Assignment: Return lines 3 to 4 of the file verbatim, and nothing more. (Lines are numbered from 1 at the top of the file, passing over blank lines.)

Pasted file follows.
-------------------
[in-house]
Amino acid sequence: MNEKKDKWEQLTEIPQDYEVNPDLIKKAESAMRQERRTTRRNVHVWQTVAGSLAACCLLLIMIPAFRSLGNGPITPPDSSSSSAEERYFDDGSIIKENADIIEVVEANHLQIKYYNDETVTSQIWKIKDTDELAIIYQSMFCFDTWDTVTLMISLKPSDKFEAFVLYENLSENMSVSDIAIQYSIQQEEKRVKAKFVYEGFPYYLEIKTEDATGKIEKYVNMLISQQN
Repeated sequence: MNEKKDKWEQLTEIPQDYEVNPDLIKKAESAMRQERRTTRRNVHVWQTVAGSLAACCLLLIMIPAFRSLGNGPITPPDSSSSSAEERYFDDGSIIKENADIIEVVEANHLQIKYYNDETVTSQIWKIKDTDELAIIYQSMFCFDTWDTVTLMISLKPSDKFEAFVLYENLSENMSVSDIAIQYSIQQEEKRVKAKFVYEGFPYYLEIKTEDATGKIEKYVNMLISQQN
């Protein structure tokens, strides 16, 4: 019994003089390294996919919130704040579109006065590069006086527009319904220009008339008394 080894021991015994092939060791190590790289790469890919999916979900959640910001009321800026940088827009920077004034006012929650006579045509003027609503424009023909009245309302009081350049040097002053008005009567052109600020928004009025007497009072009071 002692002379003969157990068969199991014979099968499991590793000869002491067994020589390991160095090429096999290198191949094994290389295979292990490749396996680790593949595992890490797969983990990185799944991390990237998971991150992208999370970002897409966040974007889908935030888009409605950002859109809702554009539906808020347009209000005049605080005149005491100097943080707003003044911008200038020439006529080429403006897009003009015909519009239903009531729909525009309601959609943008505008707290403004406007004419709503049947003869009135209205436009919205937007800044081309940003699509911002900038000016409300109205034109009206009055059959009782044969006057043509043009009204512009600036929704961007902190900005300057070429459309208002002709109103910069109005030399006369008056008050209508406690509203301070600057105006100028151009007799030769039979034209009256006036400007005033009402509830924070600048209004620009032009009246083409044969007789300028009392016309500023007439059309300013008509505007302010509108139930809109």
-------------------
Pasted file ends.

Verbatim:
Repeated sequence: MNEKKDKWEQLTEIPQDYEVNPDLIKKAESAMRQERRTTRRNVHVWQTVAGSLAACCLLLIMIPAFRSLGNGPITPPDSSSSSAEERYFDDGSIIKENADIIEVVEANHLQIKYYNDETVTSQIWKIKDTDELAIIYQSMFCFDTWDTVTLMISLKPSDKFEAFVLYENLSENMSVSDIAIQYSIQQEEKRVKAKFVYEGFPYYLEIKTEDATGKIEKYVNMLISQQN
């Protein structure tokens, strides 16, 4: 019994003089390294996919919130704040579109006065590069006086527009319904220009008339008394 080894021991015994092939060791190590790289790469890919999916979900959640910001009321800026940088827009920077004034006012929650006579045509003027609503424009023909009245309302009081350049040097002053008005009567052109600020928004009025007497009072009071 002692002379003969157990068969199991014979099968499991590793000869002491067994020589390991160095090429096999290198191949094994290389295979292990490749396996680790593949595992890490797969983990990185799944991390990237998971991150992208999370970002897409966040974007889908935030888009409605950002859109809702554009539906808020347009209000005049605080005149005491100097943080707003003044911008200038020439006529080429403006897009003009015909519009239903009531729909525009309601959609943008505008707290403004406007004419709503049947003869009135209205436009919205937007800044081309940003699509911002900038000016409300109205034109009206009055059959009782044969006057043509043009009204512009600036929704961007902190900005300057070429459309208002002709109103910069109005030399006369008056008050209508406690509203301070600057105006100028151009007799030769039979034209009256006036400007005033009402509830924070600048209004620009032009009246083409044969007789300028009392016309500023007439059309300013008509505007302010509108139930809109």